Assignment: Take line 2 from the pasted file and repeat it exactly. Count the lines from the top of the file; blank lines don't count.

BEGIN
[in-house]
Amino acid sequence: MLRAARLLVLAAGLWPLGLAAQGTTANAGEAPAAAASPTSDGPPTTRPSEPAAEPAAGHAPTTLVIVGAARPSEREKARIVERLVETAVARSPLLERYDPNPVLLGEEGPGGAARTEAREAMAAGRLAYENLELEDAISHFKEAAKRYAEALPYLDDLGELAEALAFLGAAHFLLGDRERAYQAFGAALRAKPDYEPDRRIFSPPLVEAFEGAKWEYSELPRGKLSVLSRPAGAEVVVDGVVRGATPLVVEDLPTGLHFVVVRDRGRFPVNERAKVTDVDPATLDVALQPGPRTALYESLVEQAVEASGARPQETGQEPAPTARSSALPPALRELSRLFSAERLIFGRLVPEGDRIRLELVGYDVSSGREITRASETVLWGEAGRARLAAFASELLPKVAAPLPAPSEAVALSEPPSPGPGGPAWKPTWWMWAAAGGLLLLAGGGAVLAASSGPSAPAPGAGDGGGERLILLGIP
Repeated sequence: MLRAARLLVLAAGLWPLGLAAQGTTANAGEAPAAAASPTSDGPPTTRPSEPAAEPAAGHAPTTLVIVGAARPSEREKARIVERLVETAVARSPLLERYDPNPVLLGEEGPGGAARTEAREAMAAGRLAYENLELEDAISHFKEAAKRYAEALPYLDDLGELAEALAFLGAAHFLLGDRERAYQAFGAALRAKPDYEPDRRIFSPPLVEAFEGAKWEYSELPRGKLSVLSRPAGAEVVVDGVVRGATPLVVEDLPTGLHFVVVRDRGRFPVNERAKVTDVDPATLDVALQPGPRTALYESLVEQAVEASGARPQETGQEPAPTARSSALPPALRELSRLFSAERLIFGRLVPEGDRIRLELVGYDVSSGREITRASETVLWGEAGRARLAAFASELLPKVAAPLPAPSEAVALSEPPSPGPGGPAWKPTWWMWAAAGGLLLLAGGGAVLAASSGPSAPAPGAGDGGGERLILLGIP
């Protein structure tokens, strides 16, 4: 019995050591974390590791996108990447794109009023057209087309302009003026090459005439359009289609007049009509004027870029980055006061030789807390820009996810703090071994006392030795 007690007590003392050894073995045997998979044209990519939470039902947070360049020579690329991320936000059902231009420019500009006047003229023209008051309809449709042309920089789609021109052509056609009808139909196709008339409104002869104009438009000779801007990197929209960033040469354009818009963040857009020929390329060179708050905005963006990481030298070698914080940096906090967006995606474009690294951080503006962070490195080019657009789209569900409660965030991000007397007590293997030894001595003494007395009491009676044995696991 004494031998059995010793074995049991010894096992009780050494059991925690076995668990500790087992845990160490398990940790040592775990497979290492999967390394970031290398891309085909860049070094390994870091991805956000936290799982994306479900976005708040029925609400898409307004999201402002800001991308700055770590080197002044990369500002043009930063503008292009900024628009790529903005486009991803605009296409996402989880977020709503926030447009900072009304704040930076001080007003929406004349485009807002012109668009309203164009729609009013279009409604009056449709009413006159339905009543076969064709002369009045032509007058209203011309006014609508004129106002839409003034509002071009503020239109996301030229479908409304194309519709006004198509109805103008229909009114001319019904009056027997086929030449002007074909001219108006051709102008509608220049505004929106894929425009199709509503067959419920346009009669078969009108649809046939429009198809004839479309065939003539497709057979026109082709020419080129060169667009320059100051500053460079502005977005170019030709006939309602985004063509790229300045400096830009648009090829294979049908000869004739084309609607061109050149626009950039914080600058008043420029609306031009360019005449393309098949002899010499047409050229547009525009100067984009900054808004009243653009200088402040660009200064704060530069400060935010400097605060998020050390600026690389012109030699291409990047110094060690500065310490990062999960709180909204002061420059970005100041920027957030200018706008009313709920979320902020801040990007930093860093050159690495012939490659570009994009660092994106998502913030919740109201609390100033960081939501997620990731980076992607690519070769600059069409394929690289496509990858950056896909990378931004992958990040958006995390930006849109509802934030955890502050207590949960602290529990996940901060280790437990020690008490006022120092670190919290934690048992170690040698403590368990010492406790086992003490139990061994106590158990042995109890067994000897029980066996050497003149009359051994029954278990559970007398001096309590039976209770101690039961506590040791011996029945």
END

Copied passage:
Amino acid sequence: MLRAARLLVLAAGLWPLGLAAQGTTANAGEAPAAAASPTSDGPPTTRPSEPAAEPAAGHAPTTLVIVGAARPSEREKARIVERLVETAVARSPLLERYDPNPVLLGEEGPGGAARTEAREAMAAGRLAYENLELEDAISHFKEAAKRYAEALPYLDDLGELAEALAFLGAAHFLLGDRERAYQAFGAALRAKPDYEPDRRIFSPPLVEAFEGAKWEYSELPRGKLSVLSRPAGAEVVVDGVVRGATPLVVEDLPTGLHFVVVRDRGRFPVNERAKVTDVDPATLDVALQPGPRTALYESLVEQAVEASGARPQETGQEPAPTARSSALPPALRELSRLFSAERLIFGRLVPEGDRIRLELVGYDVSSGREITRASETVLWGEAGRARLAAFASELLPKVAAPLPAPSEAVALSEPPSPGPGGPAWKPTWWMWAAAGGLLLLAGGGAVLAASSGPSAPAPGAGDGGGERLILLGIP